Mild, flavorful and fresh beyond belief, these tacos were such a perfect summer meal. Simple too, which these days with my schedule and valued days off, I don’t want to be chained to any time consuming menus, making the few dinners I can put together at home. The weather was gorgeous, and after Mike and I trimmed some over-zealous bushes in our yard and then impulsively chopped a few large tree branches off, dinner was still on the table about a half an hour after we came inside. These fish tacos, with all the ease and flavor, were what I feel a good, healthy fish taco should be.

Fish Tacos
by Kate

1# tilapia filets
1/2 c. flour
1 T. each ground cumin, dry oregano and chili powder (for more convenience, use 3 T. prepared taco seasoning)

For serving: flour tortillas, diced avocado, diced tomato, shredded cabbage or romaine lettuce, drained and rinsed black beans, sour cream and salsa.

Heat a heavy skillet over medium high. Mix the flour and seasonings together. Adjust with salt and pepper if desired and dredge fish in mixture. When skillet is very hot, add a small amount of oil and quickly swirl to coat. Carefully place fish in pan and cook without moving for about 5 minutes. Turn over and cook other side until fish is done and flakes easily, about 5 minutes more. Cooking time is dependent on thickness of filets and will vary.

Top tortillas with hot fish and toppings as desired.

a new twist

June 7th, 2010 | 2 Comments »

There’s nothing new about fresh strawberries and good shortcake. It’s a requisite of late Spring, when the red plump berries hit their stride and beckon from tables at the market, or on the grocer’s shelves. I can’t think of anything more perfect than a ripe strawberry.

Wait. Scratch that. I can think of something better. This shortcake, spread with honey-sweetened mascarpone cheese and topped with balsamic laced berries that hint slightly of brown sugar. I’m really somewhat of a purist at heart; I like simple preparations and fully believe that the food itself should shine from your dishes. That being said, even the simple and stupendous strawberry can be made so much more amazing if given a short amount of time in brown sugar and balsamic vinegar.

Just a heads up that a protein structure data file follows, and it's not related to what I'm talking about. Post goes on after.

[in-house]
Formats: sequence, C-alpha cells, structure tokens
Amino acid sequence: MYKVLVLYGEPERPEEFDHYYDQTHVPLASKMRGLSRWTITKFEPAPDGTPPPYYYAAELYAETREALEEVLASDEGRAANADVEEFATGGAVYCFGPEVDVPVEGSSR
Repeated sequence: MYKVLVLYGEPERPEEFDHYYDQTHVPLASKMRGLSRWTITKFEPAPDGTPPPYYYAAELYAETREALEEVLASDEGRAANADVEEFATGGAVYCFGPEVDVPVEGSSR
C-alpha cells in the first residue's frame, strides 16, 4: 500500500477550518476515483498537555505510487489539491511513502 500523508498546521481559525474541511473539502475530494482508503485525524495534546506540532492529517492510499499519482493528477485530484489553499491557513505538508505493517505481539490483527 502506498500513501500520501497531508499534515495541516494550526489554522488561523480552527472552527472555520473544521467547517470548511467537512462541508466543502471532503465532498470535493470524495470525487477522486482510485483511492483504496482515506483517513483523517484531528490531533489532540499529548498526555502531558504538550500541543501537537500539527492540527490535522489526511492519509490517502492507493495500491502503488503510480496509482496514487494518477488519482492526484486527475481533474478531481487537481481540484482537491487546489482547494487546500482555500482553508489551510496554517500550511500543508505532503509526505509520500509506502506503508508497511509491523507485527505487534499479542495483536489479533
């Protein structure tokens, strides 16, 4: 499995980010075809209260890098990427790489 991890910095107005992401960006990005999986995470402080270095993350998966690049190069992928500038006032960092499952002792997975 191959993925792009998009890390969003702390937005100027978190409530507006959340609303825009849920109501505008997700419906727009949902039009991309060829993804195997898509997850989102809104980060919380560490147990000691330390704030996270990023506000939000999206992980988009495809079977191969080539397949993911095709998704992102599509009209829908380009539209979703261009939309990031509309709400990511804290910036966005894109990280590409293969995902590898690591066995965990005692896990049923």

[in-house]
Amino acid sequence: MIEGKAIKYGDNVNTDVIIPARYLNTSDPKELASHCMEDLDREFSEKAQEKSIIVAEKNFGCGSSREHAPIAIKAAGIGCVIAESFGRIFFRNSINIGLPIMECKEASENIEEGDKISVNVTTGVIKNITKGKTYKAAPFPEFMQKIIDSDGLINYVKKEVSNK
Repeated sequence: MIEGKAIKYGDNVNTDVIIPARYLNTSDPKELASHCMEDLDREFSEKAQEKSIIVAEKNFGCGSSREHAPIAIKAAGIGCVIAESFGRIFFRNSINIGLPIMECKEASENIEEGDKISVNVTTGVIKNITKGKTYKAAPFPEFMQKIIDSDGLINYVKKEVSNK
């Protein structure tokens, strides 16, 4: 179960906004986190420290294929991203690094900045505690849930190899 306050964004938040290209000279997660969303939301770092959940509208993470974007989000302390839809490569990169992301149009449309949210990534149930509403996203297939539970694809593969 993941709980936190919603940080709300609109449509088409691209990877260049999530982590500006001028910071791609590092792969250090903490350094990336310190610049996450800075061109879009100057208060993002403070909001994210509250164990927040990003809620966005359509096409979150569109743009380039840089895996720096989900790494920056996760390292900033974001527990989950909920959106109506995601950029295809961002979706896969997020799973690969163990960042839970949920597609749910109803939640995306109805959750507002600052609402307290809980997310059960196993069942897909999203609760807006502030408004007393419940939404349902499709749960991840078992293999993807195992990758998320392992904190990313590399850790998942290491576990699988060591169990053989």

Just a splash of the vinegar is all you need. And really, only a small amount of sugar is necessary too. I like to let the berries tell me when enough is enough. Prepare them by removing the core, then place them in a bowl and sprinkle in about 2-3 tablespoons of brown sugar per pint of fruit. Add 1-2 teaspoons of good balsamic vinegar to the bowl. Stir to combine and allow it to sit at room temperature for an hour or so, stirring occasionally. See how much juice begins to form. If you like them a bit juicier, add a little more sugar. What you want as an end result is a berry that hints of both sweet and tart but doesn’t overpower your tastebuds with either. Make it slightly more interesting by adding just a touch of good sea salt. It’ll be a riot of flavor and turn your simple shortcake into a real treat.

Simple is good. Different is good. Try a batch for yourself and see what you think.

wordless wednesday, june style

June 2nd, 2010 | 7 Comments »